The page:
May 25-27, 2013
From Allegany State Park in New York we crossed the border into the large Allegheny National Forest of Pennsylvania. (Yes, the Alleghenies are spelled differently.) Fortunately, we soon stumbled upon the Visitor’s Center and were supplied with information and maps. A helpful ranger explained that dispersed camping was allowed throughout most of the park, which meant you can find your own spot and camp there for free. They also host a variety of fee-based campgrounds, some with electricity and showers and others remote and primitive.
We followed a promising dirt forest service road that ran along a trout-filled stream but all the good camping sites were taken. This was Saturday of Memorial Weekend. After returning to a paved road we spied a narrow dirt road that was not even on our detailed park map. Along it we found a pullout to camp for the night. It wasn’t perfect – a little too close to the traffic noise of Rt. 219 which skirts the national forest – but it was pleasant and a short walk to a stream. The path led to a small beach along what looked like a good swimming hole to me, and probably a good fishing hole to others. (It was too chilly that weekend to be tempted to swim, however.) We were alone for two days except for the fisherfolk who came and went all weekend. A rose-breasted grosbeak sang its cheerful loud refrain throughout the day.
You might be surprised to know that we passed numerous oil wells with see-saw type pumps as we drove through the national forest. Along with the pumps were elaborate piping systems, valves, meters and storage tanks. Unless you grew up in Pennsylvania – as I did – you might not be aware that the first commercial oil well in the U.S. (and debatably the world) was at Titusville, PA, not far from where we were camped. As we continued to drive through western Pennsylvania, oil wells dotted the landscape, in woods, fields and backyards. Few of the pumps were operating which may mean that all usable oil has already been harvested.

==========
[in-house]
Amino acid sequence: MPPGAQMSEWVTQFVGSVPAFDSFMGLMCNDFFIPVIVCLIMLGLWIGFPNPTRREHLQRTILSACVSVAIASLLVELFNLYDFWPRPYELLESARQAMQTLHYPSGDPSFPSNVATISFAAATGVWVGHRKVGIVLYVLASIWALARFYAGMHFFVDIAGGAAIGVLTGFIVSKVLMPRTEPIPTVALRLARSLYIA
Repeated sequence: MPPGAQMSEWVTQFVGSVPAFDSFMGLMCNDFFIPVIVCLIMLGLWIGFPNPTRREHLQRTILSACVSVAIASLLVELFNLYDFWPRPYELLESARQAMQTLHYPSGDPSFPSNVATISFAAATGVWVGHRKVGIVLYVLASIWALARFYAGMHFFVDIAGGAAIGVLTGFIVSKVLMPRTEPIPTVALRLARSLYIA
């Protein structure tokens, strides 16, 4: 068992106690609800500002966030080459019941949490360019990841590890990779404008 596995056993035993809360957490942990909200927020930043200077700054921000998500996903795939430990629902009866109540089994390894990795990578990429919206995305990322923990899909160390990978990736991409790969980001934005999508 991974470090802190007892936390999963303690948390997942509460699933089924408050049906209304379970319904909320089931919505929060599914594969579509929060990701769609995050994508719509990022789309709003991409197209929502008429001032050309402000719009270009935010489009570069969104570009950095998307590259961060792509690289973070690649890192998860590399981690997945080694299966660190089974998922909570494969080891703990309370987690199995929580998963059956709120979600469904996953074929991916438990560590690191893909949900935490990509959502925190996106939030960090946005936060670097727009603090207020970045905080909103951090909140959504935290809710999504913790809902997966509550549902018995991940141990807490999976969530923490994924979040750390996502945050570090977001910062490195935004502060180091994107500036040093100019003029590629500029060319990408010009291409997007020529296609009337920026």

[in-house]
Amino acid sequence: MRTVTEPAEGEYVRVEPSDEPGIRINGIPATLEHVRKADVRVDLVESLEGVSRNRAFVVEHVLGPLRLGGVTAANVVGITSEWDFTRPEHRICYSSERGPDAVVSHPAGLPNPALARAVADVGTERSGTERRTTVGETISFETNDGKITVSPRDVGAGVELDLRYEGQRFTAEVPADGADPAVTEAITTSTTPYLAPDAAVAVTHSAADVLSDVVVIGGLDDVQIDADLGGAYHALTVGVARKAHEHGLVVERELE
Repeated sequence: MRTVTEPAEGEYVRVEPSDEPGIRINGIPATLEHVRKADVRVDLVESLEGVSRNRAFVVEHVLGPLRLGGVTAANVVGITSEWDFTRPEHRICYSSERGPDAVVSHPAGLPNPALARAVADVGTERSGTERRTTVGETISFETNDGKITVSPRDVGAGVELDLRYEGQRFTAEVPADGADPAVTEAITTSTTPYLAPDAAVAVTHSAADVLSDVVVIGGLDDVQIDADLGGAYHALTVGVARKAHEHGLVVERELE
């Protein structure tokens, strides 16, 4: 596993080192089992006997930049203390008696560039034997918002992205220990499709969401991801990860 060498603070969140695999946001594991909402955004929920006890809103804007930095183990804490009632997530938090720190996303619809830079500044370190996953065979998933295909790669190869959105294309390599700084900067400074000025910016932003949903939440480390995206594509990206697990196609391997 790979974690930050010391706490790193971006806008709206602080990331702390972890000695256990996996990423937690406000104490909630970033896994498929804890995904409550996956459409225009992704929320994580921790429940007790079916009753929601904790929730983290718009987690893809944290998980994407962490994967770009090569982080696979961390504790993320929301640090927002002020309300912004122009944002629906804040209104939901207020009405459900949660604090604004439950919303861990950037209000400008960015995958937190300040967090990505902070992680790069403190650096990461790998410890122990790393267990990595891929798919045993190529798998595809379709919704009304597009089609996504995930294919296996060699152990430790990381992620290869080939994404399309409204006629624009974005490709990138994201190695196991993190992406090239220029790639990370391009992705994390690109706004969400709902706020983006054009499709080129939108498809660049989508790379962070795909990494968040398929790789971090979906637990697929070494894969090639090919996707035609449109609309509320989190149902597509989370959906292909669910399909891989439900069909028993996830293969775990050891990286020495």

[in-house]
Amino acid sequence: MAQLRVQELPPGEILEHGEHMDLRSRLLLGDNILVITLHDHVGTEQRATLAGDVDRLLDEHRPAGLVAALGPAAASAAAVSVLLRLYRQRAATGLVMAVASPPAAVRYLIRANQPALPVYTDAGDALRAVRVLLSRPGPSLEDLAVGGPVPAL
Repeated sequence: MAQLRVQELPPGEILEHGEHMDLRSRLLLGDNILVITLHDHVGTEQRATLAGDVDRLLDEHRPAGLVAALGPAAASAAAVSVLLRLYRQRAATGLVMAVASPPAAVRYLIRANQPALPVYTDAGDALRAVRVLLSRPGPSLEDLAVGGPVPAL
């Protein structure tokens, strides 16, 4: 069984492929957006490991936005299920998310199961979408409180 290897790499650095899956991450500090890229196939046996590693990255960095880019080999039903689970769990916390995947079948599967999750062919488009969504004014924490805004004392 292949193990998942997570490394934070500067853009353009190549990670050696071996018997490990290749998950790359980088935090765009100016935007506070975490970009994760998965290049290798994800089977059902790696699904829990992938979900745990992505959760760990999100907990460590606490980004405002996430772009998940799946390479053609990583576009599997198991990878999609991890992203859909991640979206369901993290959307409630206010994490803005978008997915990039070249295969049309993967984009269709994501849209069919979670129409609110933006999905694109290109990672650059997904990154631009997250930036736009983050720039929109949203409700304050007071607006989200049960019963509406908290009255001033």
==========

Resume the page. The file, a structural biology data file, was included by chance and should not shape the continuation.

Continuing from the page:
We spent two nights along the forest service road, waiting out the holiday weekend until the majority of people returned home. The road continued uphill and deeper into the woods; I hiked it several times while Chris took a long bike ride. Absorbing the beauty of the forest, I found wildflowers such as mayapples, violets, large-flowered white trillium, wild lily-of-the-valley, starflowers, and false solomon’s seal. Birds, deer, squirrels and butterflies went about their daily chores.
In the early evening I sat in the vast woods taking in the smells, the chorus of random birdsong, the innumerable varieties of green, the softness of the air. Around me were giant boulders, stone outcroppings, ferns, and maples, all so familiar, as if imprinted on my soul long ago. To imprint means “to recognize something as an object of habitual trust”. A good description of the ease and confidence I feel in nature, especially in the forests of the Northeast.
The forest I live in now, the redwood forest of the Santa Cruz Mountains in California, is different. The fragrance is different, the sounds have a muted quality, the greens are darker and the red of redwood and madrone deeper. At first, I couldn’t smell the forest. As much as I tried, I couldn’t pick its particular essence out of the air. But now, years later, it is becoming another familiar fragrance of home. The imprinting of the redwood forest on my soul is slower and more conscious – not like the natural and instinctual bonding I developed in childhood for the woods of Pennsylvania – but it is gradually taking place.
NOTE ONE: If you click on the ”WHERE WE ARE” link at the top right of this page, you will see where we are now (or within a few days of now.) I have also added some tantalizing photos of what is coming. If you have suggestions or recommendations of things to see or places to stay near where we are, please let me know! Leave a comment here or email me at email@example.com.
NOTE TWO: It’s great getting your comments. And you can also “Like” or comment on photographs. So if you feel inspired to say something, please do. It encourages me and makes me feel more connected to friends, family and even strangers.